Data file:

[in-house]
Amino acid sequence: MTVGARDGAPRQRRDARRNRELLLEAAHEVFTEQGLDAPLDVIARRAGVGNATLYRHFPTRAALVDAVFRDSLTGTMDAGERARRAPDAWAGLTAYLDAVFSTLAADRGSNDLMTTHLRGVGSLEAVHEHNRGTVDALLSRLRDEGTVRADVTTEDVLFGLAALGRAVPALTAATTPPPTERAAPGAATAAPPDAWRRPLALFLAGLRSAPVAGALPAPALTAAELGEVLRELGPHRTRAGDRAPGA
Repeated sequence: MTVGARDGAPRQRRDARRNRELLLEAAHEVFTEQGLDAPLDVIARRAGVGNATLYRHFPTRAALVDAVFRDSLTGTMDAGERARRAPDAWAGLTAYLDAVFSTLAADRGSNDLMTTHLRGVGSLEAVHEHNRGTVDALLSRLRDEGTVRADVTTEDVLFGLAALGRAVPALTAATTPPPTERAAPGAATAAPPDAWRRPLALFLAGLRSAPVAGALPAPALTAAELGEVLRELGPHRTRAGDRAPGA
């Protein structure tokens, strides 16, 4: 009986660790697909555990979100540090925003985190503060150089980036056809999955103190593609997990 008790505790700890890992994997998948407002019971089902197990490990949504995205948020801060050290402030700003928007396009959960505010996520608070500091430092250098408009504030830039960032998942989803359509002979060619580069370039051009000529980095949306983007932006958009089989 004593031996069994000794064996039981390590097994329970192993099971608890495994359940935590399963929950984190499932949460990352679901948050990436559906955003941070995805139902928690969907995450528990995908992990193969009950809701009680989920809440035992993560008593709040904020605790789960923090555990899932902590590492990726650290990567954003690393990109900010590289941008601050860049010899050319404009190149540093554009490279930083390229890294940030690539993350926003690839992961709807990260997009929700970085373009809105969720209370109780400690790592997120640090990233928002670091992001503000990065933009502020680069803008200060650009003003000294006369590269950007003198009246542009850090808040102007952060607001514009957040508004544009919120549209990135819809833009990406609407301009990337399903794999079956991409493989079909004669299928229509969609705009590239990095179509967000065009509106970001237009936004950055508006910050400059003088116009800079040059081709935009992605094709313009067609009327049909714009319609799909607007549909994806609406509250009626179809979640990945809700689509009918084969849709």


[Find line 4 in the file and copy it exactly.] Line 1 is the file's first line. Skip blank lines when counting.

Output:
């Protein structure tokens, strides 16, 4: 009986660790697909555990979100540090925003985190503060150089980036056809999955103190593609997990 008790505790700890890992994997998948407002019971089902197990490990949504995205948020801060050290402030700003928007396009959960505010996520608070500091430092250098408009504030830039960032998942989803359509002979060619580069370039051009000529980095949306983007932006958009089989 004593031996069994000794064996039981390590097994329970192993099971608890495994359940935590399963929950984190499932949460990352679901948050990436559906955003941070995805139902928690969907995450528990995908992990193969009950809701009680989920809440035992993560008593709040904020605790789960923090555990899932902590590492990726650290990567954003690393990109900010590289941008601050860049010899050319404009190149540093554009490279930083390229890294940030690539993350926003690839992961709807990260997009929700970085373009809105969720209370109780400690790592997120640090990233928002670091992001503000990065933009502020680069803008200060650009003003000294006369590269950007003198009246542009850090808040102007952060607001514009957040508004544009919120549209990135819809833009990406609407301009990337399903794999079956991409493989079909004669299928229509969609705009590239990095179509967000065009509106970001237009936004950055508006910050400059003088116009800079040059081709935009992605094709313009067609009327049909714009319609799909607007549909994806609406509250009626179809979640990945809700689509009918084969849709």